SEPTEMBER 2ND, 2014
DRAFT DAY // Before watching “Draft Day”, an exert from a David Denby, New Yorker review resonated in my mind: “Ivan Reitman’s dull-witted movie about the flurries of player trading on N.F.L. draft day might be a commercial for professional football.” Now, I did not find the film as “dull-witted” as David found it to be, but the fact that it “might be a commercial for professional football” definitely rings true. With the N.F.L. logo brandished everywhere including the poster of the film, one never forgets that this is professional football. By the end of the film, there was an excitement to watch some actual football, even though the most I follow the sport is during the Super Bowl. Props must also be given to the studio for the timing of the home video release of this film, as is coincides perfectly with the start of the 2014-2015 football season.
With plenty of sports films under his belt, like “Bull Durham” and “Field Of Dreams”, Kevin Costner takes the reigns of “Draft Day” as Sonny Weaver Jr., the general manage of the Cleveland Browns. Another review comes to mind with the perfect notion, this one from Reggie Hayes of The News-Sentinel, in which he proclaims “I’m glad to see Kevin Costner move up and into the front office.” He does realize his age stops him from being the guy out on the field, but in doing so, brings a big star dynamic to the inner workings of the game instead.
Beginning on the morning of the N.F.L. draft day and leading up to the first picks of the draft, there is an excitement built around the premise, as you get to know the players in contention, including Vontae Mack (Chadwick Boseman) as a defensive player who wants desperately to be drafted by the Browns. You also get to know the behind-the-scenes management, including the Browns coach, Vince Penn, played aggressively by Denis Leary, the salary cap lawyer Ali Parker (Jennifer Garner) who is also dating Weaver, and Weaver’s mother, Barb (Ellen Burstyn) who guilts her son like the best of them. Reitman expertly weaves together an entire roster of characters in order to add a sense of mystery to the pending draft picks and to allow the audience different people to root for.
Most of the film is a series of phone calls and debating about what deals to make and what players to get, with the conflict arising from differing points of view. Some of the sideline stories include a pregnancy within the office, the recent death of Weaver’s father, and the future of the Browns franchise being on the line. As exciting as the film gets while building around the draft, the pool of characters is still so small that many of the twists and one-two punches are telegraphed by lingering on small supporting characters that will become more active in some of the revelations of the film.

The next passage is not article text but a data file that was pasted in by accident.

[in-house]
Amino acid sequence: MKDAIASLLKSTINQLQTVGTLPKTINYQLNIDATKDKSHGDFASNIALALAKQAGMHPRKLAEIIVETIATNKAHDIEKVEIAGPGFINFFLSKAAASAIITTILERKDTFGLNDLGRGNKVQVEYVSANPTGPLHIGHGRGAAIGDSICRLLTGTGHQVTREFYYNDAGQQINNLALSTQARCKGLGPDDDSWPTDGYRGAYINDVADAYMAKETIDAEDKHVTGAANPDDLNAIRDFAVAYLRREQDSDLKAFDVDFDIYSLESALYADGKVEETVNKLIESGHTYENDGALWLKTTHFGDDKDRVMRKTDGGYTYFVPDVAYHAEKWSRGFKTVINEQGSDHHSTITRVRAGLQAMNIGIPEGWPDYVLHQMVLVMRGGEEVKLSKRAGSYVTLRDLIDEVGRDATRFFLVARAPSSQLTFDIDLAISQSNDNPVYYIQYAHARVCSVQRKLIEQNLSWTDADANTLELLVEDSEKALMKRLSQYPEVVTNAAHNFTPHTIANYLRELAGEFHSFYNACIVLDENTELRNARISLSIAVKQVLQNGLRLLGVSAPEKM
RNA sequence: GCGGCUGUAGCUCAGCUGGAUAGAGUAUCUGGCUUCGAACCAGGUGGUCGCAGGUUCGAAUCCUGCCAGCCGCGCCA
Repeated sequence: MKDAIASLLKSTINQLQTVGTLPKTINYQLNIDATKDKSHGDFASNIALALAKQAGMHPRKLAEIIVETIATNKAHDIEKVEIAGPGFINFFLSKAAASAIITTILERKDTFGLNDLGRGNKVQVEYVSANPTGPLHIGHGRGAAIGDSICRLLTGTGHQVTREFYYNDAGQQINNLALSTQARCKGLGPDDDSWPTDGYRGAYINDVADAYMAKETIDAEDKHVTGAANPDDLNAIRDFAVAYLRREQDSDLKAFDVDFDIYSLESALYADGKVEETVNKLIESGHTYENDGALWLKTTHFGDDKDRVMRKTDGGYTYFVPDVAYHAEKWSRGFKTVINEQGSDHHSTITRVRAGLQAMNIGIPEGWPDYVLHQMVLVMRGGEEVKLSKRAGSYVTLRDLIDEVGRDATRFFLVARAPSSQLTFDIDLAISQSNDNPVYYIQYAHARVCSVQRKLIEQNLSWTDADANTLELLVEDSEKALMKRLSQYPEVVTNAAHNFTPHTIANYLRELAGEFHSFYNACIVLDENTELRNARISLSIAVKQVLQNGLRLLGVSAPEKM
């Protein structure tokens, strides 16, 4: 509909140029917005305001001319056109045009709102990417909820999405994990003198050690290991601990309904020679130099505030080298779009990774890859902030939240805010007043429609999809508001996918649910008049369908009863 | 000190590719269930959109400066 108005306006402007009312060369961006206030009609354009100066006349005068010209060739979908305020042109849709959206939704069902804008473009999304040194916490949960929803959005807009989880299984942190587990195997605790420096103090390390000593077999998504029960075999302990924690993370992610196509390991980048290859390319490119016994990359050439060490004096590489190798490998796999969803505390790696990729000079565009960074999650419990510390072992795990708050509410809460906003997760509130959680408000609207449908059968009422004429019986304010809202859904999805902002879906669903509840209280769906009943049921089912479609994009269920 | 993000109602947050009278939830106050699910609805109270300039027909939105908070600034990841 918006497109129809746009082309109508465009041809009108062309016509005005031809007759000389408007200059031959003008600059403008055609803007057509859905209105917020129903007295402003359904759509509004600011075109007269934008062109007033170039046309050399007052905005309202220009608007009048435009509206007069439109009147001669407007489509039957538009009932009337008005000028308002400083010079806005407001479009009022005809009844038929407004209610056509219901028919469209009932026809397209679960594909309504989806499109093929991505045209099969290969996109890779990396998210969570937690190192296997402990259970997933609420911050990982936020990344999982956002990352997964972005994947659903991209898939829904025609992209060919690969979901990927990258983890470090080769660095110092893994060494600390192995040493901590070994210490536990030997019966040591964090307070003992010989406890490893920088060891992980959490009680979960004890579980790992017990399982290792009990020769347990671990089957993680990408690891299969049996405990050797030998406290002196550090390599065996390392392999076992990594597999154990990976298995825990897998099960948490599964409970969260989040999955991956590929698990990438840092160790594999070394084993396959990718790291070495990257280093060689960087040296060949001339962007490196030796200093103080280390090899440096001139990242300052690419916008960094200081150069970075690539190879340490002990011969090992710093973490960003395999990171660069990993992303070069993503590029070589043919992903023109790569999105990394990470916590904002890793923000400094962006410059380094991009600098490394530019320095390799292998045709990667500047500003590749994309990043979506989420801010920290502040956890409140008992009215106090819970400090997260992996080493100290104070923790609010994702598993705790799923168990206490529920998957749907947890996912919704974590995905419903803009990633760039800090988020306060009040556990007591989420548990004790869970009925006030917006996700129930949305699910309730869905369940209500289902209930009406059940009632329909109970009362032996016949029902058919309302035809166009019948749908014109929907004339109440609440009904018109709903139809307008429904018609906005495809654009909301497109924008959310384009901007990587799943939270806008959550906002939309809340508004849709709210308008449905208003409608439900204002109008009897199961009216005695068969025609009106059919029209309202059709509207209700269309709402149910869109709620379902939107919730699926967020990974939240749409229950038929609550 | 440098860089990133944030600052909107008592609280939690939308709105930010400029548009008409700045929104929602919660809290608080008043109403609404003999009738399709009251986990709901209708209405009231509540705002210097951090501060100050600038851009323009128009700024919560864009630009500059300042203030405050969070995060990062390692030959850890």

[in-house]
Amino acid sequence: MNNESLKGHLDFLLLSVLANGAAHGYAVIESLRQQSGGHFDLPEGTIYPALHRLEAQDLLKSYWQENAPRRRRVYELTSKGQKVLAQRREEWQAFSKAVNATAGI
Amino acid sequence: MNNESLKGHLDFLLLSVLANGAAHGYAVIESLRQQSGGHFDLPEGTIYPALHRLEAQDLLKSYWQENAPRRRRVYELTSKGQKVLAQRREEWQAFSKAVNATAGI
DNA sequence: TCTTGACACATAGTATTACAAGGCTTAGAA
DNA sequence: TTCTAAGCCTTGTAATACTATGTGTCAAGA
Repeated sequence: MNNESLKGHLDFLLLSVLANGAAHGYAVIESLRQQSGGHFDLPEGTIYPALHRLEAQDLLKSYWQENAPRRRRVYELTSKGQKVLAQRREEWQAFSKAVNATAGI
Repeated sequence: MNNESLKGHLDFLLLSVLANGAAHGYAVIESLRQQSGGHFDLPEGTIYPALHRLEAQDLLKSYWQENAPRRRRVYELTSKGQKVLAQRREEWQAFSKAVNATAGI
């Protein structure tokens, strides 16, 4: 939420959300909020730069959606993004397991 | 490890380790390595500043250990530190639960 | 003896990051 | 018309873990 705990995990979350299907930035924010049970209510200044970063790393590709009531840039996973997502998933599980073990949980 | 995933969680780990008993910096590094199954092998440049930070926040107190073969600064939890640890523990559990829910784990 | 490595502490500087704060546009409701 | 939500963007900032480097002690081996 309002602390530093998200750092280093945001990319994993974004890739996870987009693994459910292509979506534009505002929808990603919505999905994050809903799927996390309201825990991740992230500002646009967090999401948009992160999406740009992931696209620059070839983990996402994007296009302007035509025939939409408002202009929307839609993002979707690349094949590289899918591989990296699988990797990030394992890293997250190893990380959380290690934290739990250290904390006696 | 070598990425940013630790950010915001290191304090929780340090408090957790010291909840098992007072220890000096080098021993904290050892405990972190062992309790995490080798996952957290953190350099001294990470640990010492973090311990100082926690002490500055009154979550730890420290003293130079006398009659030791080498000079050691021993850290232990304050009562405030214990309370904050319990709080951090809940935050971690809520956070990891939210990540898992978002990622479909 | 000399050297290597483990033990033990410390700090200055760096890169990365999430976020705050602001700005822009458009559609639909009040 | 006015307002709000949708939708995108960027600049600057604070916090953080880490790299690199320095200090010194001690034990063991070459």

Where the audience eventually feels cheated is at the end of the film. Imagine getting to know this stellar cast of characters, who represent the best in football as well as all the tough decisions Weaver must make for the future of his franchise. Next, imagine him putting together his “dream team” and watching them all gear up, ready to show what they are made of out on the field. Now, imagine everything ending abruptly. Credits roll. Although there is a definite climax to the film, there is something about a sports film that never steps out on the astroturf that feels like a cop out, offering what feels like a zero payoff.
For those that follow the N.F.L. closely, the actual draft probably produces the same entertainment value that the film “Draft Day” offers to non-fans or dabblers. In creating that excitement, Reitman’s film really is like a 110 minute commercial for the N.F.L., telling those casual watchers what they could be experiencing if they gave themselves over. And honestly, it is successful, allowing that payoff that I was missing from the film because at the end of the real N.F.L. draft, you actually get to see the teams step out on the field and play an entire season, with the true climax coming six months later in the form of the Super Bowl. Although I am not quite a football fan yet, because of “Draft Day” I might just well be on my way.